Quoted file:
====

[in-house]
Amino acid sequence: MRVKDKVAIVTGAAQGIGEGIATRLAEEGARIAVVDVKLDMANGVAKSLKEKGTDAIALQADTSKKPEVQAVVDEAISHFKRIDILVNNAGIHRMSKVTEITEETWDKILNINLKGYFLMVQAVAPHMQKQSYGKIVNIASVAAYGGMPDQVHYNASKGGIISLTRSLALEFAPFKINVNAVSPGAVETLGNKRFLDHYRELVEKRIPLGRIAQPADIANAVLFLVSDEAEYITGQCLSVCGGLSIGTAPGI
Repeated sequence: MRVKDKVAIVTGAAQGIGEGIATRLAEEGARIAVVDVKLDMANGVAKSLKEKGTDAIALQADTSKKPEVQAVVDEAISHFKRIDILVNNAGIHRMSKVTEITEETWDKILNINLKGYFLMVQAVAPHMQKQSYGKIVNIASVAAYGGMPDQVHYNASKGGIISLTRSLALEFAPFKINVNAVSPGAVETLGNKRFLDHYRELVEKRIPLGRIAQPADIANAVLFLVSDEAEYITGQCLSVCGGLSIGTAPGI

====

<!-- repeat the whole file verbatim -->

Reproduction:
[in-house]
Amino acid sequence: MRVKDKVAIVTGAAQGIGEGIATRLAEEGARIAVVDVKLDMANGVAKSLKEKGTDAIALQADTSKKPEVQAVVDEAISHFKRIDILVNNAGIHRMSKVTEITEETWDKILNINLKGYFLMVQAVAPHMQKQSYGKIVNIASVAAYGGMPDQVHYNASKGGIISLTRSLALEFAPFKINVNAVSPGAVETLGNKRFLDHYRELVEKRIPLGRIAQPADIANAVLFLVSDEAEYITGQCLSVCGGLSIGTAPGI
Repeated sequence: MRVKDKVAIVTGAAQGIGEGIATRLAEEGARIAVVDVKLDMANGVAKSLKEKGTDAIALQADTSKKPEVQAVVDEAISHFKRIDILVNNAGIHRMSKVTEITEETWDKILNINLKGYFLMVQAVAPHMQKQSYGKIVNIASVAAYGGMPDQVHYNASKGGIISLTRSLALEFAPFKINVNAVSPGAVETLGNKRFLDHYRELVEKRIPLGRIAQPADIANAVLFLVSDEAEYITGQCLSVCGGLSIGTAPGI